Perform These Two Habits Before 8 am

There are two thing successful people do before 8:00 a.m.:

They Pray/Meditate:

Prayer and meditation is a top priority in every religion; even atheists who do not believe in a higher power spend time reflecting and meditating. People from all backgrounds are taking advantage of the benefits of mindfulness and use them as a way to enhance their personal lives.

Research has found that meditation is an effective pain management and stress reduction strategy. Meditation improves memory and brain function, according to scientist Benjamin Neal. Teachers use meditation in the classroom to help their students focus and concentrate. Actors, artists, and innovators use meditation to help get themselves ‘in the zone’ and boost creativity.

Spend Time Reading:

 The most popular item on a wealthy person’s nightstand is a book. You will also find that many successful people have an entire library in their homes. Leaders are readers; if you want to increase your earnings, you’ve got to invest in learning. A successful person would rather spend $20 on a book than going to watch a movie for entertainment purposes.

Discipline Versus Procrastination:

The Core of Self-Discipline is doing what you need to do whether you feel like it or not. Inaction and making excuses are identical twins; there is no difference between them because they both lead to the same destination—failure. If you are going to wait until the conditions are just right, you’ve already lost the battle because when you want to do something, you are not stepping out of your comfort zone.

Seventy Percent Rule

The seventy percent rule states that you should get to work when you are seventy percent certain that you will succeed. One hundred percent certainty doesn’t exist—you will never know whether something is going to work out unless you try it. The only way you are going to master discipline is through consistent action.

The false hope syndrome

False hope syndrome is the belief that it’s easy to change your patterns of behavior. This leads to setting our expectations too high, which results in failure. Most of us have no idea how difficult it is to eliminate bad habits and assume that we are going to get everything we want out of life without facing a battle. False hope results in constant failure, which further reinforces the behavior we desire to change.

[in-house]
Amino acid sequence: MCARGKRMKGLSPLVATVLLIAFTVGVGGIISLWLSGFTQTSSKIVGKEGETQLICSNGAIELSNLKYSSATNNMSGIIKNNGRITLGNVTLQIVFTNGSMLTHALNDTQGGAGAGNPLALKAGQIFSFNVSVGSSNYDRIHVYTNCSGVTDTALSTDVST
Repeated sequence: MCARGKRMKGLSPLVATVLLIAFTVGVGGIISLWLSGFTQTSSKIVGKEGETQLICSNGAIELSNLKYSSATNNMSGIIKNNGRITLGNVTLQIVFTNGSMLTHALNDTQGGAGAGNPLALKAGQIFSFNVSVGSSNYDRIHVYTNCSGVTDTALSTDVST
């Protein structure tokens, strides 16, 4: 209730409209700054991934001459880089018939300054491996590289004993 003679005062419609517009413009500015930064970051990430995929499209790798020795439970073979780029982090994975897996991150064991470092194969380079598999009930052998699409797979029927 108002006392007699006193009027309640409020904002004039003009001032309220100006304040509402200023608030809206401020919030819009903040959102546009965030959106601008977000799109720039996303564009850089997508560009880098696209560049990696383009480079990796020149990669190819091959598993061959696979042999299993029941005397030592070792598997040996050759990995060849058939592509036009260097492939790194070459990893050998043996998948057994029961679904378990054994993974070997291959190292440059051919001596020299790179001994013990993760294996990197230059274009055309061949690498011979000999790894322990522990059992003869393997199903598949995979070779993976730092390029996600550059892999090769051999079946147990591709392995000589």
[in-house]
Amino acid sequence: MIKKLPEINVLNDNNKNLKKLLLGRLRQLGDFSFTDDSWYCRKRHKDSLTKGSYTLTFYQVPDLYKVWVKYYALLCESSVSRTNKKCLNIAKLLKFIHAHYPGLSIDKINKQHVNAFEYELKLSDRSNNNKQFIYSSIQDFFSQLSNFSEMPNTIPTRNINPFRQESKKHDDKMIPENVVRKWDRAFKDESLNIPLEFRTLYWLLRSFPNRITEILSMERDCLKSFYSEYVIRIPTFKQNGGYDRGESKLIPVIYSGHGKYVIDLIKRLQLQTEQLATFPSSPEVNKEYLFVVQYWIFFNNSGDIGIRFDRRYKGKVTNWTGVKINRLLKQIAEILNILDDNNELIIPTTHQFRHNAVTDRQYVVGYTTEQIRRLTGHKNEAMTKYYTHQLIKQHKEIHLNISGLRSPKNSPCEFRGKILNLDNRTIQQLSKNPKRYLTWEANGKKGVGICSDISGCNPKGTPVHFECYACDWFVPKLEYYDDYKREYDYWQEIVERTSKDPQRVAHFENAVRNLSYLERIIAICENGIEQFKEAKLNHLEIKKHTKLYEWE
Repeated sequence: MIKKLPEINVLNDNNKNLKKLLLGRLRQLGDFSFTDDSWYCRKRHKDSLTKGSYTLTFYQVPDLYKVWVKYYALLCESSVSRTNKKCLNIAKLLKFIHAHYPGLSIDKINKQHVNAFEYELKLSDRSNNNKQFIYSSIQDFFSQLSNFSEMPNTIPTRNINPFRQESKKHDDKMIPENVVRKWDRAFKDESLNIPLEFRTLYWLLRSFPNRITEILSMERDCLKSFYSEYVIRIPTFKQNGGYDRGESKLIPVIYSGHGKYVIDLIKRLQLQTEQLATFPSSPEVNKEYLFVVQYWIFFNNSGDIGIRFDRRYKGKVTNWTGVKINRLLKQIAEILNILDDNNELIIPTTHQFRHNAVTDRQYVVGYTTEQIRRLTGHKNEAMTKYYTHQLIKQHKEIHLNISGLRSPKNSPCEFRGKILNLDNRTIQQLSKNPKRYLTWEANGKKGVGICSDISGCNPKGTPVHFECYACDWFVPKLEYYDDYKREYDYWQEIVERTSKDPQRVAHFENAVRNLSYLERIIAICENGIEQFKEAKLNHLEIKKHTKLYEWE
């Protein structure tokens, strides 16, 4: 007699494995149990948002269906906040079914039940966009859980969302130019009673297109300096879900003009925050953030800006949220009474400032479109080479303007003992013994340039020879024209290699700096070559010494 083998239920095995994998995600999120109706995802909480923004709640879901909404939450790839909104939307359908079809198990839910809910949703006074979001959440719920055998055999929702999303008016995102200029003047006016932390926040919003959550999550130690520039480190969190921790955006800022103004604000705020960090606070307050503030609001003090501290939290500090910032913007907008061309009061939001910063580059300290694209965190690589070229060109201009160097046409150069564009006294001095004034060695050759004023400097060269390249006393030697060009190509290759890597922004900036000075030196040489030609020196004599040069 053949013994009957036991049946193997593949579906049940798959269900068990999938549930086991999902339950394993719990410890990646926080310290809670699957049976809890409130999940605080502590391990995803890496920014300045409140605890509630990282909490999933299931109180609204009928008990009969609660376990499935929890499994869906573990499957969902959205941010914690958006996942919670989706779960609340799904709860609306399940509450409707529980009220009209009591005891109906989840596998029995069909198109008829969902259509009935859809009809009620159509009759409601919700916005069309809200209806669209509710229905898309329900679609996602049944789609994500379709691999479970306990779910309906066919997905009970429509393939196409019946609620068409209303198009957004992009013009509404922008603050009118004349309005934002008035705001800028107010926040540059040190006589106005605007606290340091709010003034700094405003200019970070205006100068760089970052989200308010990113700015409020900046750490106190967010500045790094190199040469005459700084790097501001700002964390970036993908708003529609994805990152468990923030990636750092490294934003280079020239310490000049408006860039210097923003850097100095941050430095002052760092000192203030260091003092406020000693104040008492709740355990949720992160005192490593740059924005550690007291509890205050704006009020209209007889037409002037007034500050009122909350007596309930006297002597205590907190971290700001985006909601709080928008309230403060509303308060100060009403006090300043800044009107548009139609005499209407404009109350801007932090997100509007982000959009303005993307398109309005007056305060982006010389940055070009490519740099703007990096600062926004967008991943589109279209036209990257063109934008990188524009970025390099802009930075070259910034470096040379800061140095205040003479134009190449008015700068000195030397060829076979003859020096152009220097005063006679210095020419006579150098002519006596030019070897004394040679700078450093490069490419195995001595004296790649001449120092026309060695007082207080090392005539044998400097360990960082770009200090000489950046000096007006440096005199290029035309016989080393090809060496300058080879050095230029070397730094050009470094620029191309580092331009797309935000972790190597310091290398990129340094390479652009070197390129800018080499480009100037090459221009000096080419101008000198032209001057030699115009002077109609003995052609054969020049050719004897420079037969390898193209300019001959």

Discipline is about going through the temporary discomfort required for the long-term benefits.

 Focus on the System

When you set a goal, you are focused on the result you want to achieve, but a system is about the process you are going to undertake to get there. If you want to win in life, forget about focusing on the outcome, focus on the system you are going to use to get to the outcome.

The Three Layers of Change

The Outcome:

Goal setting involves changing outcomes; for example, you want to lose 20 lbs., you want to win first place in your chosen sport, you want to publish a book, etc.

The Process:

Once you have set the goal, you then need to change your habits and systems. The process is associated with habit building. This might involve working out every day, keeping your desk organized, or developing a meditation routine.

Your Identity:

Your success is dependent upon changing your identity. You will need to transform your belief, system and change the way you think about yourself, others, and the world in general.

All the best in your quest to get better. Don’t Settle: Live with Passion.

Lifelong Learner | Entrepreneur | Digital Strategist at Reputiva LLC | Marathoner | Bibliophile |